June 22, 2006
By The AVweb Editorial Staff
Sport Flying In The Public Eye
Soon, pilots will be flying around the Texas skies without medical exams, with just a driver's license and half the experience of a private pilot -- that's the alarm raised by a story about sport pilots in last weekend's Dallas Morning News. "If they don't have to get a medical, or if there are ones who do this because they can't pass the medical, then they probably shouldn't be flying," Cynthia Godfrey, operations director of the Mesquite City Airport, told the newspaper (she did have more positive things to say). Ken Wiegand, head of Collin County Regional Airport in McKinney, countered. "There's a conception that a pilot will have a heart attack and come down on my house..." he told the Morning News. And yet, "I know there are folks out there with weak hearts and minds going down the highway doing 80." Historically, pilot incapacitation is a factor in a very small percentage of general-aviation accidents. According to the most recent Nall Report, compiled by AOPA's Air Safety Foundation, there were a total of five such accidents in all of 2004, four of them fatal. One resulted from a heart attack, one from carbon monoxide poisoning, and three (one nonfatal) from unknown causes. Only one of these accidents occurred with a passenger aboard, and none harmed persons on the ground. Godfrey added that pilots are required to self-certify before every flight. "Most people who have medical problems know their limitations, and I don't know too many pilots who wouldn't say, 'If I can't do this, I shouldn't be flying.' I've been in this business 25 years, and I think 99.9 percent of pilots would be very conscientious about it," she told the Morning News.
While industry advocates hoping to attract new hordes into aviation hope too that any attention is good attention, publicity isn't the only hurdle. Alluring as reduced training and medical requirements may be, the sticker prices on factory-built light sport aircraft (LSAs) could prove daunting, if newbies find the costs out of proportion with other options for weekend fun. One solution is to buy just part of an airplane, and LetsFly.org has made that option available for LSAs with its own form of fractional/cooperative ownership. LetsFly helps pilots to buy a share in a new sport plane. One popular option requires just $2,900 up front, a monthly fee of about $300, and about $30 an hour to fly. That's for a brand-new airplane; packages for pre-owned aircraft run as low as $59 per month, and experimental aircraft fees can be even lower. LetsFly arranges financing, insurance, maintenance, and creates a Web site with online scheduling for each co-op. Pilots can construct a co-op around any type of aircraft they like, from production singles to homebuilts or experimental LSAs.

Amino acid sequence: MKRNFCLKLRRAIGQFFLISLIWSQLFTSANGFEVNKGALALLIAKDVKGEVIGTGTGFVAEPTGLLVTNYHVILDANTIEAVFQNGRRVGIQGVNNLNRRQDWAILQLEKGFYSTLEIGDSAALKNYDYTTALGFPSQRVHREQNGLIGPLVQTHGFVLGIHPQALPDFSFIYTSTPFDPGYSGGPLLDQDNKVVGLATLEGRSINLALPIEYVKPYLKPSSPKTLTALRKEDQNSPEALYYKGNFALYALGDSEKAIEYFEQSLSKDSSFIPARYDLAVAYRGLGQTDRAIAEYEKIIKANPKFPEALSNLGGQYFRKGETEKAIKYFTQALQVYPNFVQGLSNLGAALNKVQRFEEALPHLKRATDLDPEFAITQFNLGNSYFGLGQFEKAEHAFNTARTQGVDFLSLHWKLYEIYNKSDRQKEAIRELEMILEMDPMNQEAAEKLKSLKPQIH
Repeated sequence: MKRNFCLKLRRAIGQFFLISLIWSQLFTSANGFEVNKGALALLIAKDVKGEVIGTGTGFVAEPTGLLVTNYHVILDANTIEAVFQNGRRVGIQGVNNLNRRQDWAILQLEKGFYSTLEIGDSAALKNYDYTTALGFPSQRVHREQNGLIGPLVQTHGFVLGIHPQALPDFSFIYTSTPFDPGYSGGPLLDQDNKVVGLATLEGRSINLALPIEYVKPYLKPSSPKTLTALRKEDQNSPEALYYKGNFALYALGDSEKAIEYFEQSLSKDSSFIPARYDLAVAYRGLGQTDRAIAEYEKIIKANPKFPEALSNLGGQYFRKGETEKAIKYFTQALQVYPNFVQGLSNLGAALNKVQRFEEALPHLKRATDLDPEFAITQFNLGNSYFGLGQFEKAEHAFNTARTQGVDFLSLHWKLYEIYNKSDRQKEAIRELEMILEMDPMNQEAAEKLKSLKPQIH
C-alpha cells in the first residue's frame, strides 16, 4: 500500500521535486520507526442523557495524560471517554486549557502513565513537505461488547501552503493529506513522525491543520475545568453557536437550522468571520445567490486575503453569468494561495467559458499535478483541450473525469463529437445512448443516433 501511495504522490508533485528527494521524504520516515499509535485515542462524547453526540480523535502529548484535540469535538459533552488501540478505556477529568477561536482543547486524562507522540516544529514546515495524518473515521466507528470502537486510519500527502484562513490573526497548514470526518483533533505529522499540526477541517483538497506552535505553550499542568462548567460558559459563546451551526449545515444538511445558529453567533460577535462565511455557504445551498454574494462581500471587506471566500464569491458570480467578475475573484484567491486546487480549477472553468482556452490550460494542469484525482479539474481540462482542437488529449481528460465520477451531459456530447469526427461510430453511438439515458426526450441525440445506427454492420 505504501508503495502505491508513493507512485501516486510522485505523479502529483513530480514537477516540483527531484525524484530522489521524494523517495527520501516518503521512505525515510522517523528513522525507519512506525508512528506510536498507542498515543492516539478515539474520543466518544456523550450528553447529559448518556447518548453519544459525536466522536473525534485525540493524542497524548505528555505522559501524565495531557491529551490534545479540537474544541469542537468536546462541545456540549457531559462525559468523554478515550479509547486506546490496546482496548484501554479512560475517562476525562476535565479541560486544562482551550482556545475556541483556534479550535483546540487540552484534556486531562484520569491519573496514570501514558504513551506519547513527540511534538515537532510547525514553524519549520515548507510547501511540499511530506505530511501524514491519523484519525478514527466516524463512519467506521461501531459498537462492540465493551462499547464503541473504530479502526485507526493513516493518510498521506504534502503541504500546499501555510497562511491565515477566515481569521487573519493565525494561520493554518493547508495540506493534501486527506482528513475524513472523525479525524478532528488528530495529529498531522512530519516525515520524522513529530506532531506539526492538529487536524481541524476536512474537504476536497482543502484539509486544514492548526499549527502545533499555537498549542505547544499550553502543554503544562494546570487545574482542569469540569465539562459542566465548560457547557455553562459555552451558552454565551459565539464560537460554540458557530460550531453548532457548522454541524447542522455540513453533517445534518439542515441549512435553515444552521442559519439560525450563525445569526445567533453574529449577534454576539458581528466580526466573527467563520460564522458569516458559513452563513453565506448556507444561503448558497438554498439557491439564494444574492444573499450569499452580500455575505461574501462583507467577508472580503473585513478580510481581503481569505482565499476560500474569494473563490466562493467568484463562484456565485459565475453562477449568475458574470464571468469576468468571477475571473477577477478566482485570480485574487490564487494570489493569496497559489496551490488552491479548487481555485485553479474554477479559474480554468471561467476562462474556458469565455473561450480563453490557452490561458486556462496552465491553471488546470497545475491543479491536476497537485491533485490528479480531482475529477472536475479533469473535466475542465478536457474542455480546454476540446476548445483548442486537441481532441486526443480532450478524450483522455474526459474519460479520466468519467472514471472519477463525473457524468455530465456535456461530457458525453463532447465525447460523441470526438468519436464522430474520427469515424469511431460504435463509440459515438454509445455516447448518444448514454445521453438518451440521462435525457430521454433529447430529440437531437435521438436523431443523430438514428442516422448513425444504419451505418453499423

Engine Beat: Continental's Next Move
Another development that may lead to lower prices for those new to sport flying is the recent announcement from Rotax that its two-stroke 65-hp R-582 engine has met ASTM standards. The two-stroke is commonly used in smaller aircraft such as ultralights, trikes, and powered parachutes. Up till now, those aircraft had to install a heavier four-stroke engine to qualify for LSA certification, because no certified two-stroke was available. "I'm excited that they finally did this," LSA advocate Dan Johnson told AVweb yesterday. "It could mean more lower-priced sport aircraft entering the market." There are also other implications to the new development. Of the 36 LSAs that are certified so far, only six are made in the U.S.A., Johnson said. European models had an advantage because they'd been designed to fit under rules similar to LSA for years. In the U.S., the wide range of aircraft flown under ultralight rules -- or sometimes, just beyond those rules -- were smaller and lighter. "The powered parachutes and trikes that have been LSA certified did it with four-stroke engines because that's all that was available, but they'll get better performance with a two-stroke," Johnson said. Those lighter aircraft, if LSA certified, could sell in the $40K and under range, more accessible to many than the current models, most of which are $80K and up. Johnson added that the Rotax engines could become more familiar to mechanics if the rumors prove true that Cessna will go with a Rotax choice for its LSA model, to be unveiled at EAA AirVenture next month. "When you look at all the options available, a Rotax really would be the best choice," he said. "So we'll find out at Oshkosh."